5 Ways to Prepare Your Online Store for Cross-Border Ecommerce

Retail ecommerce is expected to grow to $2.29 trillion this year thanks to growing internet and mobile adoption. Improvements in ecommerce platforms, payments, and logistics are also making it easy for just about any venture to put up an online presence and even conduct cross-border business.

You might notice that Chinese merchants are already dominating platforms like Amazon even in the western markets due to their ability to sell their goods at cheap factory prices. China conducted more than $540 billion in cross-border ecommerce which shows that business can be made beyond your local base. Since there’s an opportunity, you should consider expanding the market for your products and services across borders.

Here are five ways you can do to prepare your store to engage a new market.

1. Support Preferred Payment Methods

Failing to support preferred payment methods is among the reasons why online shoppers abandon their shopping carts. What works for your local market may not work for others. Cards may seem to be the norm in digital payments for most territories but this isn’t the case for all markets. Countries with large unbanked consumers prefer cash or mobile payments. Even developed European countries prefer to use their bank accounts to pay for purchases online rather than with credit cards.

As such, it’s more strategic for you to use a payment service that caters to your target market’s preferences. For example, Sweden-based payments service Trustly enables merchants to directly accept bank transfer payments. The company has found success in markets that share this preference. Trustly provides merchants access to the 29 territories that it serves under a single agreement so partnering with such a service also minimizes the paperwork needed to accept payments in these markets.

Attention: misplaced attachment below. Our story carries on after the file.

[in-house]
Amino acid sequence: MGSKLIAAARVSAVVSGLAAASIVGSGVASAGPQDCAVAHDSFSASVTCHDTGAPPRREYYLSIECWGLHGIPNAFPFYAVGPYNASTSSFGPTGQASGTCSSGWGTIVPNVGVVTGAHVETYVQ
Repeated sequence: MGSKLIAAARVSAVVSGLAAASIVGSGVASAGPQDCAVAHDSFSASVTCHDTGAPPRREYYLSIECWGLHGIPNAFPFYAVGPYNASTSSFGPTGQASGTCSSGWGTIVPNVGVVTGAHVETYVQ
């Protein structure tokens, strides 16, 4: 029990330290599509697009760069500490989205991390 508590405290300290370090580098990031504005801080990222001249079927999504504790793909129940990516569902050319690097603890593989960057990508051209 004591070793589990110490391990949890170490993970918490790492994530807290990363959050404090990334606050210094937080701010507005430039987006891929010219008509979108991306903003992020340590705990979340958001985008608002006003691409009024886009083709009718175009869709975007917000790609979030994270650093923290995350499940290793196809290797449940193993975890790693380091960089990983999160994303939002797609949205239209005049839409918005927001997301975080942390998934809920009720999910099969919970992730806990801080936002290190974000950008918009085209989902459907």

2. Sort Your Catalog and Inventory

You may also have to emphasize products and services that appeal to your new market. If you have analytics enabled, you can review your website traffic to see what products or services are getting the most views from overseas visitors. This would allow you to identify what kinds of products would have better appeal given a target market. You may just have to tweak what products appear in your catalog depending on who is visiting.

You may have to not realize it but your products and services may actually have a global appeal. If these are unique to your store, you don’t even have to compete on the basis of price. For instance, there is an increasing global appeal to handcrafted and creative goods as seen in the success of Etsy and the recent launch of Handmade by Amazon. If you happen to have exclusive access to local crafts, you can offer these globally through your store.

3. Localize Your Content